TROPICAL STORM TAKES AIM ON THE MIDWEST...

June 6, 2020

Over the years I have witnessed a few occasions where the remnants of a tropical storm or hurricane will sweep north from the Gulf and cause a little mischief here in the Midwest. It's not common as two things usually happen. First and foremost, the storm gets caught up in the westerlies and is steered to the east into the Ohio or Tennessee Valley. Number two. It weakens so much there's really not much energy left to cause problems outside of a good soaking rain.

Then there is the rare situation we are looking at next Tuesday where the tropical energy is absorbed by a strong trough and the hybrid scenario comes to fruition where the storm actually strengthens when the merger takes place. That seems to be the set-up that models are pointing to with the remains of Christobal.

 

Below you can see the 500mb trough over the Plains drawing the moisture and energy of Christobal northward into Missouri. Eventually it hammers our a negatively tilted trough and spins up a potent little storm. A unique event to be sure.

Most of the operational and hurricane models are in agreement with this scenario. Here are the mean tracks that are currently being projected by the EURO, GFS, and CMC. These are pretty tight clusters for an event 96 hours away. That leads to good confidence at this range.

 

The EURO EPS

 The GEFS

The CMC 

The EURO indicates a 90 percent chance the energy of Christobal remains a tropical depression all the way to Missouri and Illinois.

At the surface, both the EURO and GFS have the storm hitting my area Tuesday afternoon and night. Here's the surface map of each model. 

 

The EURO

The GFS 

The final track will be important because the excessive rains will fall west of the center of circulation. Additionally, as we all know, winds tend to be lighter where the center (eye) of the storm tracks.We'll need to keep tabs on that in the coming days to see where the heaviest rains and strongest winds (perhaps gusts 45-50) occur.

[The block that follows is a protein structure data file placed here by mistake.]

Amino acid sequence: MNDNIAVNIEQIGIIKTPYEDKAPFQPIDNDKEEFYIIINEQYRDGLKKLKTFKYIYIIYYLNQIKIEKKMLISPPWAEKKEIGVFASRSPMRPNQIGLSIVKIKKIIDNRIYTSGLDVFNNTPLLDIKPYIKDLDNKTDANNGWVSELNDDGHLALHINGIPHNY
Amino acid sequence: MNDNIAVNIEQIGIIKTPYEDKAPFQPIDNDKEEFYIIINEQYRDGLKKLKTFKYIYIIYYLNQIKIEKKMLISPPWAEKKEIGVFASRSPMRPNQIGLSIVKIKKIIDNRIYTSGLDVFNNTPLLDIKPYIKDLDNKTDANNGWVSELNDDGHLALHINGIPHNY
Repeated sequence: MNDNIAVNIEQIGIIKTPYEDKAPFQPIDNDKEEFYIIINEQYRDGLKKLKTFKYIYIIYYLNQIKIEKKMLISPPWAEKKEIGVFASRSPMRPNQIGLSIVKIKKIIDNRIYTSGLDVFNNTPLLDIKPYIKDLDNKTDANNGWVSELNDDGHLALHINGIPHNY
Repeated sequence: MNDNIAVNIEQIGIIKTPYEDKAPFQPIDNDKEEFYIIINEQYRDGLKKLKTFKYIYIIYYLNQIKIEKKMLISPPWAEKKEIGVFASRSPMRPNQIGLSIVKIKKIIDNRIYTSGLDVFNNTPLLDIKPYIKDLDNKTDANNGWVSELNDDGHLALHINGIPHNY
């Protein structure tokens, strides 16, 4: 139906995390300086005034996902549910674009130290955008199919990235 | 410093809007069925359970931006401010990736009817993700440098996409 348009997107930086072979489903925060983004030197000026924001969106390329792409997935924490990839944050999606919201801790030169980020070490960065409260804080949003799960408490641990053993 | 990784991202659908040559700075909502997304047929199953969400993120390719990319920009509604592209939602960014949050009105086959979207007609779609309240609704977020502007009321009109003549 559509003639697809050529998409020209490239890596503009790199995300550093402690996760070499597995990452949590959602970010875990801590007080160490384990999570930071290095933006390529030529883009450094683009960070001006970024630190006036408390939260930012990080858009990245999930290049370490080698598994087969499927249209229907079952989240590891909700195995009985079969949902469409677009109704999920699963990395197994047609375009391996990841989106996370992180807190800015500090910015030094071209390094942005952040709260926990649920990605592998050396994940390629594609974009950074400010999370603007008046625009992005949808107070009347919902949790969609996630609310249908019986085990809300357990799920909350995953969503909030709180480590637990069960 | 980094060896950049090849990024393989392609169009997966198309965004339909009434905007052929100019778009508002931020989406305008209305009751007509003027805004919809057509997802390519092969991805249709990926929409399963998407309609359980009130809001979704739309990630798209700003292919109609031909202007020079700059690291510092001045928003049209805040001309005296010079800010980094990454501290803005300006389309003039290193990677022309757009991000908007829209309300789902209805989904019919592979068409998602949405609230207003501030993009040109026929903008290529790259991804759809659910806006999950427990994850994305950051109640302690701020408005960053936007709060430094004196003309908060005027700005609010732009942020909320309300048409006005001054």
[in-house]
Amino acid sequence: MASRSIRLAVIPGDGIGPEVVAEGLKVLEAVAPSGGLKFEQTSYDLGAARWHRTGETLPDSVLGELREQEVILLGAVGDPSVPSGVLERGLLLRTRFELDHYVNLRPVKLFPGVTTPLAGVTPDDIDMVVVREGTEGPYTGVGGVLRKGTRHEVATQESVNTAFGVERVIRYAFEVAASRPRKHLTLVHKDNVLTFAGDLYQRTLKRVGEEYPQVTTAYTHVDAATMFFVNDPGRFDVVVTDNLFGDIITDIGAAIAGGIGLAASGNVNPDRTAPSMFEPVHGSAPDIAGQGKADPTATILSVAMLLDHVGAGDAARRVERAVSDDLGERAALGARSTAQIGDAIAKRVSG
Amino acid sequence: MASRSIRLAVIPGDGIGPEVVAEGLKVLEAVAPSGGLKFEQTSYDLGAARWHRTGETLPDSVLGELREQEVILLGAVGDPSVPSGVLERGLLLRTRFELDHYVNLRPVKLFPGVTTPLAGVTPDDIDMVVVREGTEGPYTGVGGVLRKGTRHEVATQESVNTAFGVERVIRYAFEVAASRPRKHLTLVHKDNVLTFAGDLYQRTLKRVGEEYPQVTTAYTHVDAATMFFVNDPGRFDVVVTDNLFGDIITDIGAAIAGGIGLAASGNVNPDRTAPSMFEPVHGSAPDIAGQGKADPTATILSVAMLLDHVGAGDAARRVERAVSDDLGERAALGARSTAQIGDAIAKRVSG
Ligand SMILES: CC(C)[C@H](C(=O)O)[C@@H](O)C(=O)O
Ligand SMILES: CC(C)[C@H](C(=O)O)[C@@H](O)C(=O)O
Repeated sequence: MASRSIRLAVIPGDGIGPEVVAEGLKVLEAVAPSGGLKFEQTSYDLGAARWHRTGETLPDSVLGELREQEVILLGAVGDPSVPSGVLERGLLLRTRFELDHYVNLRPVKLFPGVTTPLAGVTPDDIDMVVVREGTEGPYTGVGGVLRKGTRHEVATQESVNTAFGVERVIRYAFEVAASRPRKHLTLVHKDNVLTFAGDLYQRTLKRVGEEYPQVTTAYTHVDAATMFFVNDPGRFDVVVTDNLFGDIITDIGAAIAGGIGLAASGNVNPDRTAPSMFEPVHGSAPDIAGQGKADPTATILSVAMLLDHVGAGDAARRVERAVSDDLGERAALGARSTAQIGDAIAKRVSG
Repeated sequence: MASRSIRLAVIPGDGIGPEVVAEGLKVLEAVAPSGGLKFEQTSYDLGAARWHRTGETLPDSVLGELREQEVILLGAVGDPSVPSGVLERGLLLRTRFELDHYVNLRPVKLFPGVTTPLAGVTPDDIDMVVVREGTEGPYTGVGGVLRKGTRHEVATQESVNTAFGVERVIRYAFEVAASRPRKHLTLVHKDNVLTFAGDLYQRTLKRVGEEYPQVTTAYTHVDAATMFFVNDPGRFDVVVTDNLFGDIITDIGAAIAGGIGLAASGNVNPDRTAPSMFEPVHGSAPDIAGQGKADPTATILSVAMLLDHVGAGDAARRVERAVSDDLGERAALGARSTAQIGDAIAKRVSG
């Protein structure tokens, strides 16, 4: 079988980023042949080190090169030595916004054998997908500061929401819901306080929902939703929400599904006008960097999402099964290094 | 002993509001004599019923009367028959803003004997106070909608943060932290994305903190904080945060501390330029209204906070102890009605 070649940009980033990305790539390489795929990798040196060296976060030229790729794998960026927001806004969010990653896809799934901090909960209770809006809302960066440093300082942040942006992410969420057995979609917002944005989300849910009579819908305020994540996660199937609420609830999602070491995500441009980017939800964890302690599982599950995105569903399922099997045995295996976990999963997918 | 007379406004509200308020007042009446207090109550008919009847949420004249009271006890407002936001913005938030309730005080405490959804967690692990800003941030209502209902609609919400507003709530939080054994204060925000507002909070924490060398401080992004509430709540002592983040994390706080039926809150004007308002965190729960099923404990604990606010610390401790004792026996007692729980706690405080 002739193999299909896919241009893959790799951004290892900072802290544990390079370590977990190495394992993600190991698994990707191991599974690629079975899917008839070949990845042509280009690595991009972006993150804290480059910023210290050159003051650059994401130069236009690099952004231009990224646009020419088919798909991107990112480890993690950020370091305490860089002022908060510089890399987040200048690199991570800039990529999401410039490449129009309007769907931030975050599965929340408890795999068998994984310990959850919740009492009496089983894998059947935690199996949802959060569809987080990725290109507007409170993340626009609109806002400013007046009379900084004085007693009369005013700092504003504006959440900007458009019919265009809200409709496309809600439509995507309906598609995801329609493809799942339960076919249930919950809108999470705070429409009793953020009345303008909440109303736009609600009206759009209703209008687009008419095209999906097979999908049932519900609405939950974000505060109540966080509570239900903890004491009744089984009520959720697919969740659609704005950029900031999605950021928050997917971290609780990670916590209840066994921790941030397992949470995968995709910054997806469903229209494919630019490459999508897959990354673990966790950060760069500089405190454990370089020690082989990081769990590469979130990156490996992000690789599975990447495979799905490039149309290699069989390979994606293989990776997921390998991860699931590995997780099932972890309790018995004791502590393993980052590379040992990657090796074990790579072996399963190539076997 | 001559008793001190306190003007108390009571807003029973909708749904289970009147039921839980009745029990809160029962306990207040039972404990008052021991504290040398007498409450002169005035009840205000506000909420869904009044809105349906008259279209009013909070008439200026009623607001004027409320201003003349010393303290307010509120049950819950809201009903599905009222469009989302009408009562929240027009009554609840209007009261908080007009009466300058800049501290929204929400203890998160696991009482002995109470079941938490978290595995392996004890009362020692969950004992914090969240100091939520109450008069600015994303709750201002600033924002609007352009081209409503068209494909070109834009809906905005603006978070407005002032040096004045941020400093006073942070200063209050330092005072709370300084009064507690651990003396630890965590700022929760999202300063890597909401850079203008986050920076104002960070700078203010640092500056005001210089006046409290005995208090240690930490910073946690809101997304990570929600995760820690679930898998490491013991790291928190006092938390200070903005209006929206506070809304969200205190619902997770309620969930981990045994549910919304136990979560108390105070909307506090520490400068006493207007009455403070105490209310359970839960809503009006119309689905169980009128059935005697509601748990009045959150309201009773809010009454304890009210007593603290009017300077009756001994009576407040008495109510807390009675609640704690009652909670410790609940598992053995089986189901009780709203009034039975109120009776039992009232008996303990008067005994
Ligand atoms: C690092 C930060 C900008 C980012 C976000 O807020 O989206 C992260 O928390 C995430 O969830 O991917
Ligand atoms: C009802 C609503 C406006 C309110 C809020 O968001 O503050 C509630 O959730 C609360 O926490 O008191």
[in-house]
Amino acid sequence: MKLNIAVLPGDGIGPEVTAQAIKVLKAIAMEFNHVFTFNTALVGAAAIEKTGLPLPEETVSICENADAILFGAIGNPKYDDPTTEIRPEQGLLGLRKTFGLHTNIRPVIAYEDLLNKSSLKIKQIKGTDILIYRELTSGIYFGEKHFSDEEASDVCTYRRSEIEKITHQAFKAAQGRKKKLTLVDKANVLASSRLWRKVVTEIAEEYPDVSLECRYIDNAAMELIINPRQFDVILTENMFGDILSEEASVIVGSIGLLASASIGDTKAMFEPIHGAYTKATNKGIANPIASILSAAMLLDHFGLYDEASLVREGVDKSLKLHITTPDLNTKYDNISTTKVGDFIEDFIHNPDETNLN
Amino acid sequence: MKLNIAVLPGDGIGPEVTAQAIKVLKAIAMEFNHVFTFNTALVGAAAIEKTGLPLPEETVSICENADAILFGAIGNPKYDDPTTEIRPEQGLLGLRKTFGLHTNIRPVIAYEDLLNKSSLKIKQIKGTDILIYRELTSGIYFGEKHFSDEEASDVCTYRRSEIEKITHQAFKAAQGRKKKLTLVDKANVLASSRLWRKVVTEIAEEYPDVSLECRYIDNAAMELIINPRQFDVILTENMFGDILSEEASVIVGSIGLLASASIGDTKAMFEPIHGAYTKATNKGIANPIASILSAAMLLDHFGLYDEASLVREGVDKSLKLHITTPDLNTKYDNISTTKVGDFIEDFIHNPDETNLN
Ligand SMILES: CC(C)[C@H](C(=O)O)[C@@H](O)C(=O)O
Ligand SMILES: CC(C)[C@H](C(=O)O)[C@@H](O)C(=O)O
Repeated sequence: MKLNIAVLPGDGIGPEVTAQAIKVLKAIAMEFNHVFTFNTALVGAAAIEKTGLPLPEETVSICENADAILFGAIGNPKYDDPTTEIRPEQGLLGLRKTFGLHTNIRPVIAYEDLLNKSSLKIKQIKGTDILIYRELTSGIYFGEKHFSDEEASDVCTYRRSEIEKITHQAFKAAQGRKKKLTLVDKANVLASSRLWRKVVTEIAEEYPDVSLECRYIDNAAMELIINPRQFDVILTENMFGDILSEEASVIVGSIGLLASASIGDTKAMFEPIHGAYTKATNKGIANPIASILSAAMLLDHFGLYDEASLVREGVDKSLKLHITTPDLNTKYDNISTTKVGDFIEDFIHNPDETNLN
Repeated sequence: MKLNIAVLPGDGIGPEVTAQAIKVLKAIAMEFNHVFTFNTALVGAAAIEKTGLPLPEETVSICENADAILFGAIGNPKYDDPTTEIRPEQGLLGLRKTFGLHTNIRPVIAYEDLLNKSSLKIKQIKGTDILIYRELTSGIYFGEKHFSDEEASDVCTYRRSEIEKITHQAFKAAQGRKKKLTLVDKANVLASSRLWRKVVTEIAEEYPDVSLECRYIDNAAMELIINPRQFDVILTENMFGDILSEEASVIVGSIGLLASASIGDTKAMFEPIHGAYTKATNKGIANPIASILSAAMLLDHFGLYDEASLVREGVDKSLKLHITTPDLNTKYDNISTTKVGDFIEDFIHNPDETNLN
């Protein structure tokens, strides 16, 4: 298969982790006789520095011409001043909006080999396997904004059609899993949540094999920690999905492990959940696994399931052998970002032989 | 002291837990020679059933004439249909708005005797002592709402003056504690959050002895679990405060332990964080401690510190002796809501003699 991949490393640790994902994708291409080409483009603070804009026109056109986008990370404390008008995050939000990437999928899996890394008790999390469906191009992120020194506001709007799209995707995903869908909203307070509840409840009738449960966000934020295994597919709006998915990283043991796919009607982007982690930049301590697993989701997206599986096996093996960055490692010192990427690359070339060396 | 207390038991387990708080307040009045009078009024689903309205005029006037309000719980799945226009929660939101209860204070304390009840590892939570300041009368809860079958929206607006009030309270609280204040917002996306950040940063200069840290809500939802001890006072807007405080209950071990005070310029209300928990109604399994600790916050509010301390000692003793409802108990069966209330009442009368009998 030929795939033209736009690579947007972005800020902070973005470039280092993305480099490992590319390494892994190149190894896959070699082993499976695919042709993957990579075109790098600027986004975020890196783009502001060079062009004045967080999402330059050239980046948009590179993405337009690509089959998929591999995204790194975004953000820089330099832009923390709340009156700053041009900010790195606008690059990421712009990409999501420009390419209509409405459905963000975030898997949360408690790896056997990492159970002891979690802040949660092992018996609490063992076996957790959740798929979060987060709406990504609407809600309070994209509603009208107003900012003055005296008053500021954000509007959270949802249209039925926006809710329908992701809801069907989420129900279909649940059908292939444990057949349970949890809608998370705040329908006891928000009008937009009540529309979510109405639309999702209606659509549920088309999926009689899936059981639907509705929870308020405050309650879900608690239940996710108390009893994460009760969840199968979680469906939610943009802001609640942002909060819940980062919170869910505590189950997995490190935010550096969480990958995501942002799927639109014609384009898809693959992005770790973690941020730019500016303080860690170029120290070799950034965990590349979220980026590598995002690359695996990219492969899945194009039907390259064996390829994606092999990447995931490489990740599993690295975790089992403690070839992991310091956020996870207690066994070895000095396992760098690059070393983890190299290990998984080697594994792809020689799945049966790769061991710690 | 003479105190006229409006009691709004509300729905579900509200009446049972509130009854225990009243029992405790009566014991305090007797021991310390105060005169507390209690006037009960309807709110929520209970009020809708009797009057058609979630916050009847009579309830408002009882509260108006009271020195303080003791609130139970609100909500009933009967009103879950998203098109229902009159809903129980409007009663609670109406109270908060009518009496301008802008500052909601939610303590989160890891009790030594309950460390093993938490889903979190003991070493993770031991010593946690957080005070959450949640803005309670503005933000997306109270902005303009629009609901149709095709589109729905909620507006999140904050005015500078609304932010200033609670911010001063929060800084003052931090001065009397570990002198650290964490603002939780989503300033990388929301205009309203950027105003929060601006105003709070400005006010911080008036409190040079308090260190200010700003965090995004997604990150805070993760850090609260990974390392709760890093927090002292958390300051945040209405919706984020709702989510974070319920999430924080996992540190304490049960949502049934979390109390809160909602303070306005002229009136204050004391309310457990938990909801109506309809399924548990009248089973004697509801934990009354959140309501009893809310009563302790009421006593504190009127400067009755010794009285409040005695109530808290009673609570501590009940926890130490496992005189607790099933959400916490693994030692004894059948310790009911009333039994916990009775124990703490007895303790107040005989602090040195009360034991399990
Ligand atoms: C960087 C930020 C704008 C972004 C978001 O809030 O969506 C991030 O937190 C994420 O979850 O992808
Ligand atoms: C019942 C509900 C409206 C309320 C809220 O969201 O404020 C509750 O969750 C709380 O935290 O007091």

As it stands now, the excessive rains are favored over eastern Iowa where 2 to locally 6" rains are possible in roughly 24 hours time. If this falls on ground recently saturated by heavy rains, that could pose a serious flash flood threat that could morph into river flooding as the rain enters the basins. If the worst case scenario develops, this could become a serious concern and needs to be watched very closely. I can assure you flood and flash flood watches are likely for some part of my area if current trends hold.

 

For now, very early in the game the EURO shows this for precipitation in a 5 day period. Most of it coming in 36 hours centered on next Tuesday.

Just like with a winter storm, the amount of phasing and the final track of the storm will determine its strength and impact in any given area. It's still possible that less phasing occurs and the overall system is weaker with less severity. These are the issues that will need to be answered in the coming 24-48 hours. Overall, I think confidence is high that the storm is headed for my area but low to moderate with respect to rain totals and the location of the heavy rain band.

 

During the interim between now and then, the weather looks pretty good this weekend. Overall lower temperatures and humidity levels should make for some very pleasant June conditions. While you are out enjoying the elements, forecasters will be dialed in on the development of this unique tropically enhanced storm. Happy Saturday to you all and roll weather...TS

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© 2019 Terry Swails